Opioid Drugs

July 21, 2017 | Cameron, Russell E., MD


Shown are examples of several opioids that can be prescribed from a pharmacy.

Opioid drugs are mentioned in the news a lot and not in a good way. Many times, the stories are about addictions and even deaths attributed to the abuse of opioids.
 
The name opioid can be used to refer to various types of drugs which can be confusing – especially if you are prescribed an opioid by a healthcare provider that you trust.

 
What are opioids?

“Opioids” is the name of a class of drugs used to reduce pain, according to Dr. Russell Cameron, chief informatics officer and interim chief medical officer at Penn Highlands Healthcare and chief medical officer of Penn Highlands DuBois.
 
There are three types of opioids that have been in the media spotlight lately. They are prescription opioids, fentanyl and its relatives, such as carfentanyl, and heroin.

 
Prescription opioids

Prescription opioids are prescribed by providers to treat moderate to severe pain – especially after a medical procedure or injury.  Some common medications that are in this category are oxycodone or OxyContin, hydrocodone or Vicodin, codeine and methadone.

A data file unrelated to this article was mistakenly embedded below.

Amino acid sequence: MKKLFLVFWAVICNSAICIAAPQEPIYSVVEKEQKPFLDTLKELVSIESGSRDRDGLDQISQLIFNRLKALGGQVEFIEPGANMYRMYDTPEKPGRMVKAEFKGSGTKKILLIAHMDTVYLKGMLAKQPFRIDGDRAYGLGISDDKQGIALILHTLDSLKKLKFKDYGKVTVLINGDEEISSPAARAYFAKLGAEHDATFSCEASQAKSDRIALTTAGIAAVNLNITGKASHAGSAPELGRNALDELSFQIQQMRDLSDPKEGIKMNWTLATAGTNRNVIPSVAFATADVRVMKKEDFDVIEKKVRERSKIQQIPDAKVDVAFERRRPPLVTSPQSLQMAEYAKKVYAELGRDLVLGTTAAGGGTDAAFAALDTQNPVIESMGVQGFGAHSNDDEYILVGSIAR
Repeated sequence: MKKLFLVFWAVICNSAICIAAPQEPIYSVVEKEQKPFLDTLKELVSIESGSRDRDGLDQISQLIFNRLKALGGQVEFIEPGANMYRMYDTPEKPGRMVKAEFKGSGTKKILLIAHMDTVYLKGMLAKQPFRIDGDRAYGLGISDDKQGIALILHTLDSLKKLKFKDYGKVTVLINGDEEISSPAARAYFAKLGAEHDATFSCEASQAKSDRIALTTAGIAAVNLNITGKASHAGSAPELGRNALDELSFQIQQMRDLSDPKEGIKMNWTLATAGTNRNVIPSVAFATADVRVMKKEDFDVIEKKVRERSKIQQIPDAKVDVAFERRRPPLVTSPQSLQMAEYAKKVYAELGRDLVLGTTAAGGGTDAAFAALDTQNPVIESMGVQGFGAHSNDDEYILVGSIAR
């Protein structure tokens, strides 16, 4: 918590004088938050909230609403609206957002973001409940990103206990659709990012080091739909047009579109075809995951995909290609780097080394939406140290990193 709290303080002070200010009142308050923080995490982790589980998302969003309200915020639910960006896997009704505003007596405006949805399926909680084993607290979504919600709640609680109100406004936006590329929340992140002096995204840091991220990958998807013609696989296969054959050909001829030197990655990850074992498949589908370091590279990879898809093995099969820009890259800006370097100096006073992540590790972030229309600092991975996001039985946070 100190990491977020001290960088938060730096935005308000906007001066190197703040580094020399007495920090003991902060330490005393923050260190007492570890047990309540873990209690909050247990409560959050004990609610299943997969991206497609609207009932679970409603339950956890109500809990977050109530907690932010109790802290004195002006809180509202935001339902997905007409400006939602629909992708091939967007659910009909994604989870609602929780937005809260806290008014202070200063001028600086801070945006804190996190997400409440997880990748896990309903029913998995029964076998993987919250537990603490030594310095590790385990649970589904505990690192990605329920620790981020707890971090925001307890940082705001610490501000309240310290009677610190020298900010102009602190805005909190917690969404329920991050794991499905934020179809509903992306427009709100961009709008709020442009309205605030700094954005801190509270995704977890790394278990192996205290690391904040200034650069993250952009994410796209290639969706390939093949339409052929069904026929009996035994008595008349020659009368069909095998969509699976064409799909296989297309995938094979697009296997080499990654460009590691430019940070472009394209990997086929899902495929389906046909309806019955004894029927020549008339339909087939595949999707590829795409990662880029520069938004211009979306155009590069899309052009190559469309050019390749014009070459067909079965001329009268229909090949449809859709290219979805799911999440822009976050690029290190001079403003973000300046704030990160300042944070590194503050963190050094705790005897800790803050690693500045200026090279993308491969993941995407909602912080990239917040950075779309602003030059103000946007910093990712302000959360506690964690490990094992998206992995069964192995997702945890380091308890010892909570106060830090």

When used properly, prescription opioids relieve pain so a person can rest or function in daily life.  Sometimes, they are used at end-of-life for patients who are suffering.
 
These medications are intended for short-term use, but they have been prescribed for some to control their chronic pain. For those who take prescription opioids for a long-period of time, their bodies can build up a tolerance, and the amount needed to achieve the same pain relief may need to be increased.  It can also cause a physical dependence when used for a period of time.  
 
Before taking opioid medications for chronic pain, patients and physicians should discuss pain treatment options that do not require prescription drugs. Patients should also tell their physicians about past and current drug and alcohol use, and discuss all the risks and benefits of the prescriptions.